Tcoz Tech Wire

Discoursing on trends and technologies interesting to Tim Consolazio, sole proprietor of Tcoz Tech Services, specializing in Flash/Flex/Air, iPhone, Facebook, Twitter, and related technologies.

"Technology from an indie software developer's perspective".

Monday, June 22, 2009

TcozTwitter: A Twitter Client using Adobe Air and the Flex Mate Framework - Day 7: Running on the iPhone...really?

This post covers my progress developing a Twitter client using the technologies mentioned in the article title, but also takes another interesting turn. I've been working on the side with Citrix to understand their latest XenApp Server product, and how a Flash/Flex/Air developer might be able to leverage it. To this end, I decided to branch my Air code base, and use what I've already done to drive forward a version of TcozTwitter that could be delivered on the iPhone...or any mobile device for that matter.

Notice I said “branch”, not “start all over again with a different technology”, and “any mobile device”, not just “iPhone”. Those are the important things to get here. More on that in a minute.

If you're interested in the history, links to all the previous blog articles are at the end of the article.

To summarize, here's the “thin line” of technologies you'll need to be familiar with, if you want more detailed summaries, look at the links at the bottom of this article:

Amazon EC2 Cloud and S3. EC2 is essentially a vast pool of processing power that you can isolate a piece of to run whatever you need. I frequently liken it to a ball of clay; you grab a chunk and shape it the way you want; when you're done, you take a snapshot of the configuration (so that you can “restart” it from where you left off), and put the chunk back on the bigger ball. S3 is “Simple Storage Service”. It's basically a huge pool of storage space that you can access via an API or one of many downloadable clients. When you take your “snapshot” of your “chunk” (or in EC2 parlance, when you “bundle” your “instance” into an “AMI”), the AMI is saved to a “bucket” (essentially a directory) that you've previously created in S3. When you “restart” your instance, you point to the configuration file that gets stored with your AMI data, fire it up, and there ya go.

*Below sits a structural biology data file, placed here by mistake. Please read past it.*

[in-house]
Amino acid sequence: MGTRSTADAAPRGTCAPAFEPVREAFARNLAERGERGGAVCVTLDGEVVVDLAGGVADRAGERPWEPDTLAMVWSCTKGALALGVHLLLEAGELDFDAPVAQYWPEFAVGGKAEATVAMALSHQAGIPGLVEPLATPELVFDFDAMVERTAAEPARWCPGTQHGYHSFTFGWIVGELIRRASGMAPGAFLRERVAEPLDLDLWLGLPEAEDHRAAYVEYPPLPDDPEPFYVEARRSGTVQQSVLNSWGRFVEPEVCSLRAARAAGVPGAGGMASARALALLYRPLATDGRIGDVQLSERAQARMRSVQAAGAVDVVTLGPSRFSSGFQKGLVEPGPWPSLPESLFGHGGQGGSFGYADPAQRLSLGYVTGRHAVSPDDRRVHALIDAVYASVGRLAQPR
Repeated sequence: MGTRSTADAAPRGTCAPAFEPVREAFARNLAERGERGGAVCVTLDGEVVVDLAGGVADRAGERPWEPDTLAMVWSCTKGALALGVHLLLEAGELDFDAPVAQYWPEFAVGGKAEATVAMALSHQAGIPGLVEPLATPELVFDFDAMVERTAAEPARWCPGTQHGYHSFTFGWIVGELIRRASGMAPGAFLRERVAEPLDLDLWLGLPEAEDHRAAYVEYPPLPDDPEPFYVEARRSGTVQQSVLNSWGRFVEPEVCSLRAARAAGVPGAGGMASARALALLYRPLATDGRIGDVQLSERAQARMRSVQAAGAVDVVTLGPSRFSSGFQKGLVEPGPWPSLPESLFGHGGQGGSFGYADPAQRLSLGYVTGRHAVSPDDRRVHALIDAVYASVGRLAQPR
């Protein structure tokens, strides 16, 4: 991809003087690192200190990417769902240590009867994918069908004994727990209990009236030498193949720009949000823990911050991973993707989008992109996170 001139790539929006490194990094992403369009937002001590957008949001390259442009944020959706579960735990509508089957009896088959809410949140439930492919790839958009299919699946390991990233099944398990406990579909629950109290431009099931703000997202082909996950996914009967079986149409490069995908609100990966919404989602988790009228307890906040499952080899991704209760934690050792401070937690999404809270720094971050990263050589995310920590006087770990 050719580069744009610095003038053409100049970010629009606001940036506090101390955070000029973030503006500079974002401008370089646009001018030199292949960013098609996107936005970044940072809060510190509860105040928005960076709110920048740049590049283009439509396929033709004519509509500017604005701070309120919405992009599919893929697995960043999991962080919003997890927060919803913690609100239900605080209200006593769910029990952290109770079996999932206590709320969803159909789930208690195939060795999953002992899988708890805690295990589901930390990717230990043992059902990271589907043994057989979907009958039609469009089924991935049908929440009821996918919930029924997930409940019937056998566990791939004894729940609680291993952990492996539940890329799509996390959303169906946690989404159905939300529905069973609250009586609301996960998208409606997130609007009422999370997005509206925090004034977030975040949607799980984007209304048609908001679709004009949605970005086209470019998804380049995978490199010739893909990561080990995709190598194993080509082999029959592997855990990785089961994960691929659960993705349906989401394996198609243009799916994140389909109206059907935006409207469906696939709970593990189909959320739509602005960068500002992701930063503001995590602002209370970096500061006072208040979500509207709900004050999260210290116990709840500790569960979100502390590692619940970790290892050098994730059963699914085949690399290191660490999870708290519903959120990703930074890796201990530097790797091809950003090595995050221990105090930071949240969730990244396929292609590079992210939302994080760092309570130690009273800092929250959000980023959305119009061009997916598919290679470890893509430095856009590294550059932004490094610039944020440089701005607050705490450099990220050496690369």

XenApp Server and Desktop. There's a lot to this technology, but I'm focusing on the iPhone-tweaked version of the product, which you can read about here. Briefly, XenApp and Desktop are server-side software that “virtualizes” applications and allows you to view them over a variety of different clients. You install whatever app on a server—any technology that the server supports is fine—then “publish” it via the XenApp software so that it can be accessed remotely by Citrix Viewer and Receiver clients. Citrix has published an AMI in the EC2 cloud that you can use to experiment with. Remember, an AMI is a saved configuration, ready to go. All you need to do is go the cloud, fire it up, install your app, publish it, and remote clients can access and run it. The Citrix XenApp AMI is a demo that times out in three months; plenty of time to learn your way around.
Flex/Air, and Mate. Flex is an ActionScript 3 component framework used to build applications that run in the Flash player, Mate is a Flex-specific framework, heavily leveraging MXML, to simplify and organize building applications with Flex and ActionScript 3. I'm using Mate purely to familiarize myself with it. I'll say this; compared to other frameworks, it's pretty easy to get your head around, and it does simplify a lot of tasks. I have some concerns, but that's true of any prescribed development approach.